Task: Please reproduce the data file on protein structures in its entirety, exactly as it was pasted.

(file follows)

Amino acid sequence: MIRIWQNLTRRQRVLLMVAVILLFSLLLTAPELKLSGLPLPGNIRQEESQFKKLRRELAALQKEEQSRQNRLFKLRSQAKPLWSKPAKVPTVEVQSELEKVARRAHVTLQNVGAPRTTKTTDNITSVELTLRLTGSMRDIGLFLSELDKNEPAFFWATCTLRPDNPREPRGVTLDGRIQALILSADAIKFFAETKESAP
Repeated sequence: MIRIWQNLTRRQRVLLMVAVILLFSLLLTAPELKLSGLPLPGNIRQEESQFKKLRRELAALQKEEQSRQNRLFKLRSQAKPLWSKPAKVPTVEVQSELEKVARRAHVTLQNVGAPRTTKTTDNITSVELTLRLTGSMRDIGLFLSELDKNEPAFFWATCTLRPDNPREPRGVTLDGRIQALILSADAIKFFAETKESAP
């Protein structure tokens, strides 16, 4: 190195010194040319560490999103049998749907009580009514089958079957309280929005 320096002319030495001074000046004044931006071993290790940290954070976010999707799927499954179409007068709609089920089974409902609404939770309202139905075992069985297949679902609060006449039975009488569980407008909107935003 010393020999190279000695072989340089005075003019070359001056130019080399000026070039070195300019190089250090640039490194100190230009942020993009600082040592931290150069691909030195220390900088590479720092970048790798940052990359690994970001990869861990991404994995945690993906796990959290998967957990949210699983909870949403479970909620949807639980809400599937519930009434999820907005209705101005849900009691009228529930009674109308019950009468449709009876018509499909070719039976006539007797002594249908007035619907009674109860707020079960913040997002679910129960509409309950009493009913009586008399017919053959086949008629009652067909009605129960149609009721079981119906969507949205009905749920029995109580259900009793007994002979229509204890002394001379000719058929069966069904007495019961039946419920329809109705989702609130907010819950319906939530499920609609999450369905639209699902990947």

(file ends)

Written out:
Amino acid sequence: MIRIWQNLTRRQRVLLMVAVILLFSLLLTAPELKLSGLPLPGNIRQEESQFKKLRRELAALQKEEQSRQNRLFKLRSQAKPLWSKPAKVPTVEVQSELEKVARRAHVTLQNVGAPRTTKTTDNITSVELTLRLTGSMRDIGLFLSELDKNEPAFFWATCTLRPDNPREPRGVTLDGRIQALILSADAIKFFAETKESAP
Repeated sequence: MIRIWQNLTRRQRVLLMVAVILLFSLLLTAPELKLSGLPLPGNIRQEESQFKKLRRELAALQKEEQSRQNRLFKLRSQAKPLWSKPAKVPTVEVQSELEKVARRAHVTLQNVGAPRTTKTTDNITSVELTLRLTGSMRDIGLFLSELDKNEPAFFWATCTLRPDNPREPRGVTLDGRIQALILSADAIKFFAETKESAP
């Protein structure tokens, strides 16, 4: 190195010194040319560490999103049998749907009580009514089958079957309280929005 320096002319030495001074000046004044931006071993290790940290954070976010999707799927499954179409007068709609089920089974409902609404939770309202139905075992069985297949679902609060006449039975009488569980407008909107935003 010393020999190279000695072989340089005075003019070359001056130019080399000026070039070195300019190089250090640039490194100190230009942020993009600082040592931290150069691909030195220390900088590479720092970048790798940052990359690994970001990869861990991404994995945690993906796990959290998967957990949210699983909870949403479970909620949807639980809400599937519930009434999820907005209705101005849900009691009228529930009674109308019950009468449709009876018509499909070719039976006539007797002594249908007035619907009674109860707020079960913040997002679910129960509409309950009493009913009586008399017919053959086949008629009652067909009605129960149609009721079981119906969507949205009905749920029995109580259900009793007994002979229509204890002394001379000719058929069966069904007495019961039946419920329809109705989702609130907010819950319906939530499920609609999450369905639209699902990947």